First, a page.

Written by Dr. Sam Parker, DVM
We all know the holiday season will not look the same for most of us, but we will likely still be decorating and making favorite holiday foods. Listed below are holiday safety risks for pets and holiday pet safety tips to minimize them during these festive times.
If there is suspicious or concern that a pet may have consumed something toxic, please call the pet poison helpline at 855-764-7661 or the ASPCA poison control at 888-426-4435. These lines are available 24/7 to help pet parents assess if a pet has ingested a toxin in a large enough quantity and needs emergency care.
Holiday Safety Tips for Pets
Many people have calm, “normal” pets who may have no interest in the issues discussed in this article, but some of us have trouble-makers or pets who are always on the look-out for snacks. Dogs, for example, are notorious for getting too nosey in the garbage can.
(However, cats can forage, too! I have a “garbage cat,” who once had to fend for herself. She still tries to get snacks from the counter, sink or even our garbage can.)
All toxicities are dose-dependent. If you believe your pet has ingested something they shouldn’t have, we recommend you reach out to a veterinarian, poison hotline, or contact Hello Ralphie.
Now, here we go with holiday safety pet tips to keep your “howlidays” happy for all!
Holiday Lights, Fire and Scents
lace candles out of the reach of curious pets. Candles are very common during holiday weather for Diwali, Chanukah, Kwanzaa, or Christmas. As everyone knows open flames are a bit of a fire risk, and a curious cat can get burns from wax or fire. Dogs can also knock candles off tables with their happy tails.
Keep pets away from holiday lights and wires. Holiday lights and wires used to set up holiday displays can be new and fun for a cat to play with. However, playful kitties can get entangled in lights, or worse, they could chew on the cords and end up with burns to the mouth. Sadly, this is also true for dogs, especially puppies. There have also been instances of puppies getting caught up in cords and accidently strangling themselves.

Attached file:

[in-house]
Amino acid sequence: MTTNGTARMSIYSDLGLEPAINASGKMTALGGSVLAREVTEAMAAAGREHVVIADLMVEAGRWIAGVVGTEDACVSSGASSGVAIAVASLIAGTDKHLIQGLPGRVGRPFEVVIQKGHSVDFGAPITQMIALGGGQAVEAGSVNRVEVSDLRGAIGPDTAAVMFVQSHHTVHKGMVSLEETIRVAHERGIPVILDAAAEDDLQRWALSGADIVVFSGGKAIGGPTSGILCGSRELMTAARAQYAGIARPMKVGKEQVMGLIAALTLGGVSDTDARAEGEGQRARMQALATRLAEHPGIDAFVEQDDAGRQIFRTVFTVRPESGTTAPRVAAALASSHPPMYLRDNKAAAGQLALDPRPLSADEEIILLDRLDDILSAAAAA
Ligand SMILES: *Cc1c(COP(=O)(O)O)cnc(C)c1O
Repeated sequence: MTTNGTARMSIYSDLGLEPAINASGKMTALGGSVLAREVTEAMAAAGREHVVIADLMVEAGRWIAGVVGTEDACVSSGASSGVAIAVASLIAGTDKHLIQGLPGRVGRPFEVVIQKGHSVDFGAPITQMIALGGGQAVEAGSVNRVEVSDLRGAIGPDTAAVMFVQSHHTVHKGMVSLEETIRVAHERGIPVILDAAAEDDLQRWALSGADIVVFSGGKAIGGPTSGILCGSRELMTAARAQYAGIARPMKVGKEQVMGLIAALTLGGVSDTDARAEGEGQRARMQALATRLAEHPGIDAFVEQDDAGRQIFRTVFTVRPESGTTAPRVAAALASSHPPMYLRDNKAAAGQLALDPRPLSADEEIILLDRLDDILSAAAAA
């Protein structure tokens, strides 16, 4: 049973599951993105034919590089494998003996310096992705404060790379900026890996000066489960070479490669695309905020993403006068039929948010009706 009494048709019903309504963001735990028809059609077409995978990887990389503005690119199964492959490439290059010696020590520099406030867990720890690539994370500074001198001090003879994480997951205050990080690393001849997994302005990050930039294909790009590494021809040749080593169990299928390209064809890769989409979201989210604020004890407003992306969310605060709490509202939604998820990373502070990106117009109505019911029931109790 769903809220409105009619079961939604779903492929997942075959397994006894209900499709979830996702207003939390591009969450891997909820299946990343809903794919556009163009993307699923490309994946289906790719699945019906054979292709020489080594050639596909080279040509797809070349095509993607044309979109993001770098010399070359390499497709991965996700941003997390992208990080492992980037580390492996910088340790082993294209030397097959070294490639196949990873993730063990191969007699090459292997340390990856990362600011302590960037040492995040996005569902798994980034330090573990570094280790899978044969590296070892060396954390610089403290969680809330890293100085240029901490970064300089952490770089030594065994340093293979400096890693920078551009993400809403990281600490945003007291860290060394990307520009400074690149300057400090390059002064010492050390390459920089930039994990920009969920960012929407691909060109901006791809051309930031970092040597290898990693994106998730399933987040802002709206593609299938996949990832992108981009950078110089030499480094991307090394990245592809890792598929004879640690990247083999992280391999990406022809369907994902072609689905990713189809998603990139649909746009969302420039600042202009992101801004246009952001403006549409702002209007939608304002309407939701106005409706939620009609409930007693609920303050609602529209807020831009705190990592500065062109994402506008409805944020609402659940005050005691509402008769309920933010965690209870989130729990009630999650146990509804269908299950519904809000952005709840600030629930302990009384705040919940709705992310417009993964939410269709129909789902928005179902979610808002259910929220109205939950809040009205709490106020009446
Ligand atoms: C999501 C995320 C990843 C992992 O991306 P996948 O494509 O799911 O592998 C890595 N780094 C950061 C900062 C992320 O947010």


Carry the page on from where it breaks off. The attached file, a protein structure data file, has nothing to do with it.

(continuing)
Cat parents should avoid oil diffusers. If you like to use oil diffusers to scent a house be aware that aerosolized oils can cause respiratory issues in cats, especially asthmatic cats. The ingestion of the concentrate could be toxic as well.
Holiday Plants and Flowers
Supervise pets around Christmas trees. As we all know cats love to drink from anything except their designated water dish or fountain, so be careful of kitties who drink stagnant Christmas tree water. We also know it is sometimes hard to keep kitties out of the tree, but please be vigilant, as Christmas trees and pine garland may have preservatives or fertilizers that are toxic to cats.
However, dogs are also curious and perhaps not the wisest when interacting with Christmas trees. A not-so-coordinated dog can go running to investigate a new tree and scratch or poke an eye. Veterinarians often see pets with corneal scratches and ulcers by running into brush and brambles, and an indoor Christmas tree is often too fun not to investigate.
Others Holiday Plants and Flowers to Avoid
- Holly can cause stomach upset including vomiting and diarrhea.
- Mistletoe can cause all the above and, sometimes, cardiac issues.
- Amaryllis are pretty to keep inside during a cold and bare winter but they can lead to vomiting, a drop in blood pressure, or respiratory distress.
- Poinsettias are probably the best-known holiday plant, but if eaten by a dog or cat, can cause burning to mucus membranes (gums), and also burn GI tracts of cats.
- Lilies are also a well-known toxic flower so if they are in an arrangement from a well-meaning guest, make sure to remove them from a cat’s reach, as they can easily and quickly cause kidney failure with small amounts ingested.
Holiday Food and Beverages
We all love the comforting foods and tastes of the holidays! But a special meal can turn into an urgent call to a veterinarian if pet parents are not careful. Be aware of the following foods and drinks which are dangerous to pets:
Bones and string from briskets and roasts. If cooking roasts with butcher’s string be aware that cats love both tasty meat-flavors and string. These can be ingested and cause a foreign body that may need surgical removal. If stringing popcorn, this is another linear foreign body to worry about as pets love popcorn.